He said, she said, they said whatever. Like, I, that's my one thing is I always, I, I always like love to read a after stage championships for like high school basketball or whatever and like the Globe or the Portland press or whatever, and like you can tell when the question was how does it feel? Because it feels great.
Eric said, period. I'm so [00:31:00] proud of our team. Period. Quotation mark every time, . So that's
Eric Rutherford: you could have answered that for them, right?
Greg Levinsky: right. And that's, you don't want, you don't want to be able to do that. You don't want to, you don't wanna foreshadow the answer in your own head because then you're not telling the story, you're telling your story, and that's not what you wanna do.
Eric Rutherford: As you're thinking about this idea of. The better way to ask a question, is that something people can learn? Is that just take practice? Does it,
Greg Levinsky: Yeah, I mean, it depends on the setting too, right? Like it takes practice for sure and kind of, I mean, it's like, I think a lot of it is if you have a question that you thought was good and you got a bad answer, but you know that they weren't trying to give you a bad answer, like, you know, they were trying to give you a good answer.
think of what the question was again, and then maybe next time ask it a different way. Obviously, you'll be in some settings, especially as a reporter, where people aren't gonna not wanna talk to you or they're not gonna wanna say stuff.
But if you're kind of, you know, a lot of this, I mean, for better or for worse, most, [00:32:00] almost everything, you know, everything I do now is like, you know positive, you know, it's like it's, you know, overcoming adversity or, or, you know, really cool accomplishment and stuff like that.
You know, I'm never out to get these people, but if their answers kind of, you know, they're not trying to give you bad answers, you're asking bad, you might be asking bad ques, like not great questions. I think that's, that's one of the lessons. It's especially hard in li in live settings where like, you know, I do the sideline report I did last year, I just signed up again this year to do the, they televise the main state championship basketball games and you do the sideline reporting and like, you know, it's after the game and win the state championship.
And it's like you're just really gonna ask how does it. Oh, you gotta find something. And I don't know. I think that it's, it's, and I definitely have reflected on those interviews for this year where like, I'm really gonna have, I think I did ask how does it feel at least twice, and I don't wanna ask that anymore.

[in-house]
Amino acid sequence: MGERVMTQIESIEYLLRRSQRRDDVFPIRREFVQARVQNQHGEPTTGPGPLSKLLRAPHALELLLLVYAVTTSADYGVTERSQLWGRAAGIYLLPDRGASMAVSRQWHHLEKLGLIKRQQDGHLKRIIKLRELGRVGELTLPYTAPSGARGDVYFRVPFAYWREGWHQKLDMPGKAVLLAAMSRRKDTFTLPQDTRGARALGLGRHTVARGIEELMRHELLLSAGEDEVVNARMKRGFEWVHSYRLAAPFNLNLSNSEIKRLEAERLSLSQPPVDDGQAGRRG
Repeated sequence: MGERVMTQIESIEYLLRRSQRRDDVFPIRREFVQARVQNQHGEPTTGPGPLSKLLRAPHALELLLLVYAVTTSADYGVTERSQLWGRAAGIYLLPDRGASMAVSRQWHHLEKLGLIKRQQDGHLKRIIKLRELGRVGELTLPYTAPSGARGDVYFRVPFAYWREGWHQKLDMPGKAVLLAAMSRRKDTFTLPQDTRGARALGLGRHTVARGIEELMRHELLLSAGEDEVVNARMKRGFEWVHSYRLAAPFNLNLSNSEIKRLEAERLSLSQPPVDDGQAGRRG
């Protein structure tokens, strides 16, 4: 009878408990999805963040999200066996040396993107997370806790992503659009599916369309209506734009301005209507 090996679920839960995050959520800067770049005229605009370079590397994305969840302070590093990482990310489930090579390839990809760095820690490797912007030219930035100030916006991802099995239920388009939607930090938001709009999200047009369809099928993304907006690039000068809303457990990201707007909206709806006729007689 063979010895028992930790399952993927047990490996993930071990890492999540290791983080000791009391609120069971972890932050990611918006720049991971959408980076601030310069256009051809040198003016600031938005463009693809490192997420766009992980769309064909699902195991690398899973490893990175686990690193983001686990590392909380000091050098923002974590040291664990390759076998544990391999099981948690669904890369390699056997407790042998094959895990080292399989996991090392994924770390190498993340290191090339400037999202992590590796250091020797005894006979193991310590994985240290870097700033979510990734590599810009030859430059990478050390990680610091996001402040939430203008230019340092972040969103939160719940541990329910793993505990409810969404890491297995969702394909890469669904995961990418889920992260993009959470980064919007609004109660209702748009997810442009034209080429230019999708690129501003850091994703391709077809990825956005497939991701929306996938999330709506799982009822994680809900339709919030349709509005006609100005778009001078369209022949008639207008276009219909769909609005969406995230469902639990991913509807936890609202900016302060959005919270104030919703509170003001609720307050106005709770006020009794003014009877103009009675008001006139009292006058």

Like, I, I had four games, I gotta find a different way. How then, how does it feel?
Eric Rutherford: Well, no, and, and it, but it's you. It's cool that you, you [00:33:00] recognize that. You see that and you're like, Ooh. I've done it. I've, as the repetitions happened, you know, Hey, I've, I've learned now I need to tweak it and I need to adjust as we.
Greg Levinsky: Exactly. No, exactly. And cause you know, a lot of times you're looking for that money quote, that great quote, the great quote's. Not usually, especially when you're dealing with people who don't speak publicly often. The great quote's not gonna come from like a. Very basic question. You, you have to get questions that are gonna get people to elaborate and talk.
So in that state championship example again, you know, maybe bring up past context or whatever. And obviously you know, you, you know, you don't wanna make a kid look bad and like have them say something that they're gonna regret saying, but you wanna make the kid be able to verbalize their emotions. And emotions usually are much more than oh.
It was, it was good. I feel. You don't, you feel like you're on top of the world. You're a 16 year old kid, you scored 30 points
in the [00:34:00] state championship game. Like you feel more than good, you know?
Eric Rutherford: Yeah. One adjective doesn't cover it. You, you gotta give me more than
Greg Levinsky: Right. Or like, you know, my dad played in this and he always told me he was never gonna, you know, I was never gonna do as well as him in this game and look at me or whatever. I dunno, there's all kinds of great stories that can happen, but you have to like look for him a little bit. You can't just expect him to fall into your, into your lab.